1. As Mennonite Church Canada ponders the future, it recognizes that the church is changing. What changes have been happening in your congregation? What fears do you have about the future of your congregation and the denomination? Is maintaining the status quo an option?
2. David Driedger says that claiming to have the final revelation of God’s truth is something “like idolatry.” Do you agree? Does showing respect for an opposing point of view diminish our integrity? Is unity in Christ possible if we disagree on some very deeply held convictions?
3. The report from the Being a Faithful Church Task Force says that most congregations want to be “more compassionate and welcoming of those individuals who are same-sex attracted.” Is this the attitude of your congregation? What does it mean to be more compassionate and welcoming? What are the advantages and disadvantages of having each congregation decide individually how welcoming to be?
4. Brian Quan suggests that when God reveals what the church should do, we will find ourselves between fear and awe, just as Peter did when he stepped out of the boat. Do you find this idea comforting or distressing? What next step is God suggesting for your church?
To see links to more Assembly content, go to Stories and images of Assembly 2014.
Regarding David Driedger's comment that "claiming to have the final revelation of God's truth is something 'like idolatry'": his comment is unsupported and dangerous.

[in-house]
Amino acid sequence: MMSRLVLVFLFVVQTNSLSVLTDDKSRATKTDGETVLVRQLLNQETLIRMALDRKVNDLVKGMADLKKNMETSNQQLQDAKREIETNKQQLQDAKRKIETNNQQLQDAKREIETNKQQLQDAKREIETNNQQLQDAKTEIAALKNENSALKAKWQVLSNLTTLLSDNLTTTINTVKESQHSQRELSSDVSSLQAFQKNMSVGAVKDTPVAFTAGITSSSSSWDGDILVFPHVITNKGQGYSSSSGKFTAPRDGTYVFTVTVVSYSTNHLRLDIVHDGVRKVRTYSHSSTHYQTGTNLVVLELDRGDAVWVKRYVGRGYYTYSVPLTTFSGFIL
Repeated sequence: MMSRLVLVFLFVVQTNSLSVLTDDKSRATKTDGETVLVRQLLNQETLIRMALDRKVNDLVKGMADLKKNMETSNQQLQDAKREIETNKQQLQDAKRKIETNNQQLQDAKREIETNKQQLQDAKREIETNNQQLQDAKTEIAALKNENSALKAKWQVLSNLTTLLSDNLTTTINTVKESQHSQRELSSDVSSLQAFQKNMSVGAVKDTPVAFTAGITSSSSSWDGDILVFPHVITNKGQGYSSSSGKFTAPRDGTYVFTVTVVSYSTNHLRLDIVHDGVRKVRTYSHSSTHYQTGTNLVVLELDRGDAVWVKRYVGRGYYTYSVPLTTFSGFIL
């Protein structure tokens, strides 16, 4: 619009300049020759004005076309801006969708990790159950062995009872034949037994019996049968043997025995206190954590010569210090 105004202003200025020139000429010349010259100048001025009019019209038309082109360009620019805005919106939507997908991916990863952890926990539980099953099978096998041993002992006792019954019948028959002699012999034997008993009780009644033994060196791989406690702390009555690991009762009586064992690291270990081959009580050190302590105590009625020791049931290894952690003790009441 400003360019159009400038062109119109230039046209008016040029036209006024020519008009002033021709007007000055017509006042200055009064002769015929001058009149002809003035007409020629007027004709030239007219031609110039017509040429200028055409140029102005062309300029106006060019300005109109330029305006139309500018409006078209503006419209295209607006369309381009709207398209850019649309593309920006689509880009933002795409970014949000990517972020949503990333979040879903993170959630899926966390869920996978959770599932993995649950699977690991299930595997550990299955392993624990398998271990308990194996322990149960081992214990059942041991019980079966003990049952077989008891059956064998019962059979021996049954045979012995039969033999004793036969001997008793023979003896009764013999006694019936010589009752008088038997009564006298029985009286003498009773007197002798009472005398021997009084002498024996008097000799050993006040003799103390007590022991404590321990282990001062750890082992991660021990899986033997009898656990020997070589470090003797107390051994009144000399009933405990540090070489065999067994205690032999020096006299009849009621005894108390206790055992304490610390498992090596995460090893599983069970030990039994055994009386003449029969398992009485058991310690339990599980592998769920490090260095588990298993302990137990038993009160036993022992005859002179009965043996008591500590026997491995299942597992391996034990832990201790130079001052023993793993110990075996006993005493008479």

Believing that the Holy Bible is the verbally inspired truth from God is nothing like idolatry. Idolatry is the worship of something or someone in place of worshipping God. To embrace the Word of God is an act of worship of God.
On the other hand, to reject it as the Word of God and truth and launch out into embracing self proclaimed modern men as superior purveyors of truth is more like idolatry.
"3. The report from the Being a Faithful Church Task Force says that most congregations want to be “more compassionate and welcoming of those individuals who are same-sex attracted.” Is this the attitude of your congregation? What does it mean to be more compassionate and welcoming? What are the advantages and disadvantages of having each congregation decide individually how welcoming to be?"
Our Congregation believes in having compassion and welcoming all people to attend our service and hear the "Good News" of Jesus Christ.
The Bible, the Holy Word of God, is clear in its instruction that as Christians we are to truly love all people and have compassion on them in their need. That love is expressed by seeking the eternal welfare and blessing of those people. The greatest harm that could come to anyone is to be judged by God and condemned to eternity in Hell for their sin, while the greatest good is to be saved from their sin and to receive the free gift of eternal life by the grace of God through faith in Jesus Christ. Therefore, we are to have compassion on all people because all people are equally sinners, and to invite them to repent of their sin and believe on the Lord Jesus Christ.
Add new comment
Canadian Mennonite invites comments and encourages constructive discussion about our content. Actual full names (first and last) are required. Comments are moderated and may be edited. They will not appear online until approved and will be posted during business hours. Some comments may be reproduced in print.